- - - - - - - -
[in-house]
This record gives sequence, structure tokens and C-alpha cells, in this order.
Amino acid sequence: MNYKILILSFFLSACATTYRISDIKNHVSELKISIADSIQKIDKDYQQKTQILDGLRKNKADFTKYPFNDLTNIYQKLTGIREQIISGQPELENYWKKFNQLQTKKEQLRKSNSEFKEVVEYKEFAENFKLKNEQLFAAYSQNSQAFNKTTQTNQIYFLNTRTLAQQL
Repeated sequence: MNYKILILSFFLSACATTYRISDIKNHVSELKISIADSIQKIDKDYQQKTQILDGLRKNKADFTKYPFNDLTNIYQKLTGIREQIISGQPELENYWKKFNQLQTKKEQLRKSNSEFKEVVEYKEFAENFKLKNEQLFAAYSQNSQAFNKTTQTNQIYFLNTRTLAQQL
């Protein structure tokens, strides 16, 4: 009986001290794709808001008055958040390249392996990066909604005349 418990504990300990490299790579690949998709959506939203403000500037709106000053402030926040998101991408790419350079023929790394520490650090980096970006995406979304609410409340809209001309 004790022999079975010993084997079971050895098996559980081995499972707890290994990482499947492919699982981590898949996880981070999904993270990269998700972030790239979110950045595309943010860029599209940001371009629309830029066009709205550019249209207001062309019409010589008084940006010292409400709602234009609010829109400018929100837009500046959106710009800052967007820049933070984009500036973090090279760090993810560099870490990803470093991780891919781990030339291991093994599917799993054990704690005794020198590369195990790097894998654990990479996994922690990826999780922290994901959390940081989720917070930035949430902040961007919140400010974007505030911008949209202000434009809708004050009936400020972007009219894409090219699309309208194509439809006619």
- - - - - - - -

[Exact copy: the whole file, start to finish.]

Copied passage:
[in-house]
This record gives sequence, structure tokens and C-alpha cells, in this order.
Amino acid sequence: MNYKILILSFFLSACATTYRISDIKNHVSELKISIADSIQKIDKDYQQKTQILDGLRKNKADFTKYPFNDLTNIYQKLTGIREQIISGQPELENYWKKFNQLQTKKEQLRKSNSEFKEVVEYKEFAENFKLKNEQLFAAYSQNSQAFNKTTQTNQIYFLNTRTLAQQL
Repeated sequence: MNYKILILSFFLSACATTYRISDIKNHVSELKISIADSIQKIDKDYQQKTQILDGLRKNKADFTKYPFNDLTNIYQKLTGIREQIISGQPELENYWKKFNQLQTKKEQLRKSNSEFKEVVEYKEFAENFKLKNEQLFAAYSQNSQAFNKTTQTNQIYFLNTRTLAQQL
């Protein structure tokens, strides 16, 4: 009986001290794709808001008055958040390249392996990066909604005349 418990504990300990490299790579690949998709959506939203403000500037709106000053402030926040998101991408790419350079023929790394520490650090980096970006995406979304609410409340809209001309 004790022999079975010993084997079971050895098996559980081995499972707890290994990482499947492919699982981590898949996880981070999904993270990269998700972030790239979110950045595309943010860029599209940001371009629309830029066009709205550019249209207001062309019409010589008084940006010292409400709602234009609010829109400018929100837009500046959106710009800052967007820049933070984009500036973090090279760090993810560099870490990803470093991780891919781990030339291991093994599917799993054990704690005794020198590369195990790097894998654990990479996994922690990826999780922290994901959390940081989720917070930035949430902040961007919140400010974007505030911008949209202000434009809708004050009936400020972007009219894409090219699309309208194509439809006619």